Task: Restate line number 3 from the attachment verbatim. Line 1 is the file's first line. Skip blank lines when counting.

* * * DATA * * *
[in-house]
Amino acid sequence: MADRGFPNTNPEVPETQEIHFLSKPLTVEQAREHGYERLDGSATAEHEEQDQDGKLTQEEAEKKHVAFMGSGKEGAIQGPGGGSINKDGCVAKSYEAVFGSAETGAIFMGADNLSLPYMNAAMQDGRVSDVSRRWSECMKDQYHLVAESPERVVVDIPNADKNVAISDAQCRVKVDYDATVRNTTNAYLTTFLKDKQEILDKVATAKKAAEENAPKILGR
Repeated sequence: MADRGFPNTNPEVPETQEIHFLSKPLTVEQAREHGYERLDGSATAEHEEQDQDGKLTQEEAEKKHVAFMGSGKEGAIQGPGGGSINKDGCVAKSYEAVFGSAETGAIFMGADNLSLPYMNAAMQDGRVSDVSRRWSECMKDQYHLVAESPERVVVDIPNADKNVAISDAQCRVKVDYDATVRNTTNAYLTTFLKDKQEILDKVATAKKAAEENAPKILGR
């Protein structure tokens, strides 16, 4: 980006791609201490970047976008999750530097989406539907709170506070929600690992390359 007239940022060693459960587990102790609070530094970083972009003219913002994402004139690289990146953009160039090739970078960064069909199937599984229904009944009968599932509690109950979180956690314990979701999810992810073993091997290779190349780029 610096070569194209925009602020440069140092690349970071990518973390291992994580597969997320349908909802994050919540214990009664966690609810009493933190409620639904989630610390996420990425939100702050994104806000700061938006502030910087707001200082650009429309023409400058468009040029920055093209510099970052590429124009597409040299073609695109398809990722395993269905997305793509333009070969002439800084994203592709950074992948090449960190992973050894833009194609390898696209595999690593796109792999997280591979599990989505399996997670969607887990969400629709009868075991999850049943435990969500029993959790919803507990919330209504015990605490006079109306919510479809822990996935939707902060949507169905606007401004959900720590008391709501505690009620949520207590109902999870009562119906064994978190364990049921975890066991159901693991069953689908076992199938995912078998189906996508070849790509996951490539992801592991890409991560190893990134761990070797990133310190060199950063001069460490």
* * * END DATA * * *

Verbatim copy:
Repeated sequence: MADRGFPNTNPEVPETQEIHFLSKPLTVEQAREHGYERLDGSATAEHEEQDQDGKLTQEEAEKKHVAFMGSGKEGAIQGPGGGSINKDGCVAKSYEAVFGSAETGAIFMGADNLSLPYMNAAMQDGRVSDVSRRWSECMKDQYHLVAESPERVVVDIPNADKNVAISDAQCRVKVDYDATVRNTTNAYLTTFLKDKQEILDKVATAKKAAEENAPKILGR